McKissick wins fourth term as chairman of South Carolina GOP after contentious race
South Carolina Republican Party Chairman Drew McKissick won a fourth two year term, staving off a challenge from those who believe the party isn’t doing enough to push conservative values.
McKissick was challenged by Greenville County’s Jeff Davis, a leader of the My SCGOP movement, which advocated against COVID-19 precautions, such as wearing masks or vaccine requirements. Also in the race was Zoe Warren of Lexington County and Tim Cox of Charleston County. Denny Floyd of Anderson County also was nominated but withdrew before voting started.
McKissick carried 51.8% of the vote. In 2021 he had 68% of the vote when he was challenged by Lin Wood.
“The more choices people have, they might hear something that resonates with them a little bit more maybe and that’s fine. Everybody gets to put the name in a hat,” McKissick said. “I think you’ve had a lot of folks here today be able to get a more up-close look at some of the negativity. I think it does turn a lot of people off. Our job is to focus on what’s positive and actually do our job. Get people organized, identify Republicans, turn them out to vote, go win elections.”
McKissick said he expected his numbers would have been larger if he had only one challenger.
During McKissick’s time as chairman, Republicans in 2020 flipped back a Democrat-held seat, made more red in the last redistricting cycle, and secured their hold over U.S. Sen. Lindsey Graham’s Senate seat, defeating Democrat Jaime Harrison, who now chairs the Democratic National Committee.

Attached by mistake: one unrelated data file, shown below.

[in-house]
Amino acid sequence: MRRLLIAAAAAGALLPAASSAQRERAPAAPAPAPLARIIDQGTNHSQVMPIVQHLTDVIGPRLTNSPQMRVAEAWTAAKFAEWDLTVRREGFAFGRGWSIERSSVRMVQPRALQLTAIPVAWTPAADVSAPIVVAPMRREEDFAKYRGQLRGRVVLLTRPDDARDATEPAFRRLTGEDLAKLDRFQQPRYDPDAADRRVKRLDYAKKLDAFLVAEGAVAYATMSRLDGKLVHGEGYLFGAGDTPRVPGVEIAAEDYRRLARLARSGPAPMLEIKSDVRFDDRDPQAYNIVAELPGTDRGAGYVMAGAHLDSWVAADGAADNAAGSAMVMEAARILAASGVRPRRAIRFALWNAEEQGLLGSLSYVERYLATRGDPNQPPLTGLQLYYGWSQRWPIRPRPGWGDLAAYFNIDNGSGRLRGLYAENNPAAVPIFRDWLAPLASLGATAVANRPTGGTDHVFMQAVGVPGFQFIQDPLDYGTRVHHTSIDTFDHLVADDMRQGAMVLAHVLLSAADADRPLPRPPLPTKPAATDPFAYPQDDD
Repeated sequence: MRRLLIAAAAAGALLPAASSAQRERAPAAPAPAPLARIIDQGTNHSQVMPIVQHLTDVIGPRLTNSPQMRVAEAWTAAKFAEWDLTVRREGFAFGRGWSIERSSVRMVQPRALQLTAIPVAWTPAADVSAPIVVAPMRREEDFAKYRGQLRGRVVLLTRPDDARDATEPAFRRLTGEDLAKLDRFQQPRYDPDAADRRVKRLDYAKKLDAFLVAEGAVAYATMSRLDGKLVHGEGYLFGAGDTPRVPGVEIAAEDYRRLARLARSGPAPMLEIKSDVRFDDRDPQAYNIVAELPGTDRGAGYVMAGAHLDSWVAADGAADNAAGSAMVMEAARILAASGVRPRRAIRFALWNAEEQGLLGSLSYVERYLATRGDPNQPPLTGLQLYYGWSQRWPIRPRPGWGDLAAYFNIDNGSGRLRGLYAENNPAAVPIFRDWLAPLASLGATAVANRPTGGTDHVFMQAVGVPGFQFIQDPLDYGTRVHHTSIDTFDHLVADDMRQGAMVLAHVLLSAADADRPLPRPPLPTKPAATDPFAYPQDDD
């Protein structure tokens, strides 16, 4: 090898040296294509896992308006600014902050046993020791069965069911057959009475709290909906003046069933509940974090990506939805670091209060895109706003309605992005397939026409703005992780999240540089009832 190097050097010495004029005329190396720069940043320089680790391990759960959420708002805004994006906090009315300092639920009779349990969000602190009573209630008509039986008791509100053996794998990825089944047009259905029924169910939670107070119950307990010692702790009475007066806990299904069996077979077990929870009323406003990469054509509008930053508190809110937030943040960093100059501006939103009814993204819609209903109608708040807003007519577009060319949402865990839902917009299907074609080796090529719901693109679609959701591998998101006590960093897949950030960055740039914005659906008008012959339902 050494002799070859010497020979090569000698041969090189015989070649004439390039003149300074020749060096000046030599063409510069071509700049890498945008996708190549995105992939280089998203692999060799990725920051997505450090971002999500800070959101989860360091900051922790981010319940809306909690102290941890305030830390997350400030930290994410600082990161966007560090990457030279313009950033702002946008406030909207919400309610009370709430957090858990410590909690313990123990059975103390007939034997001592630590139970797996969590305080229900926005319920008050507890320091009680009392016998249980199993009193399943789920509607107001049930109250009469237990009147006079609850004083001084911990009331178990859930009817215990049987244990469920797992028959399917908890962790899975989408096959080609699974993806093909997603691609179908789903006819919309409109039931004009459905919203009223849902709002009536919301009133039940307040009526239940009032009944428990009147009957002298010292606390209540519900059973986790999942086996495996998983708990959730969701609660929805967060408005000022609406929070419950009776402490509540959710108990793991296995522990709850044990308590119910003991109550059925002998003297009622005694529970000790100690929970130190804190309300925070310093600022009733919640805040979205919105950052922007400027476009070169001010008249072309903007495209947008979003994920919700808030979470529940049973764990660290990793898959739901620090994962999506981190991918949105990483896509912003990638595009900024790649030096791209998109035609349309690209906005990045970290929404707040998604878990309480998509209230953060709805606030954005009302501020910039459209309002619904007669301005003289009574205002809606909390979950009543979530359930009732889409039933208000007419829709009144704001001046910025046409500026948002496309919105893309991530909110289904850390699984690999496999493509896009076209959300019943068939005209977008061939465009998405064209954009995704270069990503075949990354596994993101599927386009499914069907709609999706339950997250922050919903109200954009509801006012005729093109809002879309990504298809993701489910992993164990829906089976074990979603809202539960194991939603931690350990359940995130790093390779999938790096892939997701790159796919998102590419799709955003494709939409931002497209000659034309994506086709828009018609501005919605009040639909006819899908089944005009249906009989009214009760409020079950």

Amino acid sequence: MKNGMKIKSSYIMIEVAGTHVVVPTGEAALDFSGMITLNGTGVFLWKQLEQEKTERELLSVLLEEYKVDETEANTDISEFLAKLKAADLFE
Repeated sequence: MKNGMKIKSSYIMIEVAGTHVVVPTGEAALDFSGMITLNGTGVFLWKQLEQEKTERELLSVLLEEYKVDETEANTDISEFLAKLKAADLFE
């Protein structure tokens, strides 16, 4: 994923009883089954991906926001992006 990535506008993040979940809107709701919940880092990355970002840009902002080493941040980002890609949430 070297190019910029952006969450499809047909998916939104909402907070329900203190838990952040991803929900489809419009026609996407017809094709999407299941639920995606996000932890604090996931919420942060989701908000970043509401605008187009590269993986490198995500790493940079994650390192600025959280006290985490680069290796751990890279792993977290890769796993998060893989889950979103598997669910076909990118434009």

In 2022, Gov. Henry McMaster won reelection by nearly 18 points.
The party now holds 88 seats in the S.C. state House and 30 seats in the state Senate, six out of the seven congressional districts, both U.S. Senate seats, and won all of the statewide constitutional officer positions in 2022.
“Our constitution matters, our platform matters,” McKissick said told convention goers. “We’re actually involved in this. We get engaged. The bottom line is, you can’t govern if you don’t win.”
McKissick had the support from some of the party’s top elected officials including McMaster and U.S. Rep. Russell Fry, R-Myrtle Beach.
“Drew is a good face of the party for South Carolina,” said former state Rep. West Cox of Anderson County. “He’s good at raising money. He’s good at organizing, as we’ve seen through all the election victories that have taken place and conversions of folks from Democrats to Republicans. And so he’s got a record of accomplishment as opposed to no record of accomplishment on the other side.”
The race for chairman showed divisions within the party about whether those elected are enacting enough conservative policies.
Ken Moran, of the Georgetown County, backed Davis’ election.
“The voter base reflects our conservative position and that’s not reflected in our party,” Moran said.
McKissick said even though 48% of convention goers voted for someone else, the party needs to come together to promote the party’s platform and work to elect Republicans.
“We can have conversations about who anybody thinks ought to do the job and that’s fine,” McKissick said. “Once the decision has been made, we got to go forward and we got to be productive and that’s what we’re gonna continue to do.”
McKissick will now be charged with running the First in the South Republican presidential primary, when two candidates are from the Palmetto State.
“South Carolina is going to be in the national spotlight and we got to have somebody, one, who knows how to do the job and, two, is going to stay focused on the positive productive direction for our party as we are in that national spotlight,” McKissick said.